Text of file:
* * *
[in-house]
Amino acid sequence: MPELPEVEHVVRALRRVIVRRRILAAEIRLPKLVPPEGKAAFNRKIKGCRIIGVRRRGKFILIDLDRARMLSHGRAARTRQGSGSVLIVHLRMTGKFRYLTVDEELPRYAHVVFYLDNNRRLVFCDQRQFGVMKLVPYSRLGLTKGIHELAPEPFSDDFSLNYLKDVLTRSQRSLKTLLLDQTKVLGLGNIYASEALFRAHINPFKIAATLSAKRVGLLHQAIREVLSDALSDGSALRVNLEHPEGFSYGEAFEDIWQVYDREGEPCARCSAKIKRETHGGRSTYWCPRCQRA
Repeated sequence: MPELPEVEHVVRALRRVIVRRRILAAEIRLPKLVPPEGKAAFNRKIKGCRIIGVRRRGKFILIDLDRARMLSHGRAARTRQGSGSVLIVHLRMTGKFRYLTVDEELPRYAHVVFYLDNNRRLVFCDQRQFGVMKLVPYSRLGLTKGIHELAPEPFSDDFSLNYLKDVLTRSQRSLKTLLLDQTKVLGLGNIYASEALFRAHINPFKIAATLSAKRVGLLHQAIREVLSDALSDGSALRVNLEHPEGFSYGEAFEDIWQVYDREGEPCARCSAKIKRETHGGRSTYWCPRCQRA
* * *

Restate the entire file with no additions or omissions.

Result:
[in-house]
Amino acid sequence: MPELPEVEHVVRALRRVIVRRRILAAEIRLPKLVPPEGKAAFNRKIKGCRIIGVRRRGKFILIDLDRARMLSHGRAARTRQGSGSVLIVHLRMTGKFRYLTVDEELPRYAHVVFYLDNNRRLVFCDQRQFGVMKLVPYSRLGLTKGIHELAPEPFSDDFSLNYLKDVLTRSQRSLKTLLLDQTKVLGLGNIYASEALFRAHINPFKIAATLSAKRVGLLHQAIREVLSDALSDGSALRVNLEHPEGFSYGEAFEDIWQVYDREGEPCARCSAKIKRETHGGRSTYWCPRCQRA
Repeated sequence: MPELPEVEHVVRALRRVIVRRRILAAEIRLPKLVPPEGKAAFNRKIKGCRIIGVRRRGKFILIDLDRARMLSHGRAARTRQGSGSVLIVHLRMTGKFRYLTVDEELPRYAHVVFYLDNNRRLVFCDQRQFGVMKLVPYSRLGLTKGIHELAPEPFSDDFSLNYLKDVLTRSQRSLKTLLLDQTKVLGLGNIYASEALFRAHINPFKIAATLSAKRVGLLHQAIREVLSDALSDGSALRVNLEHPEGFSYGEAFEDIWQVYDREGEPCARCSAKIKRETHGGRSTYWCPRCQRA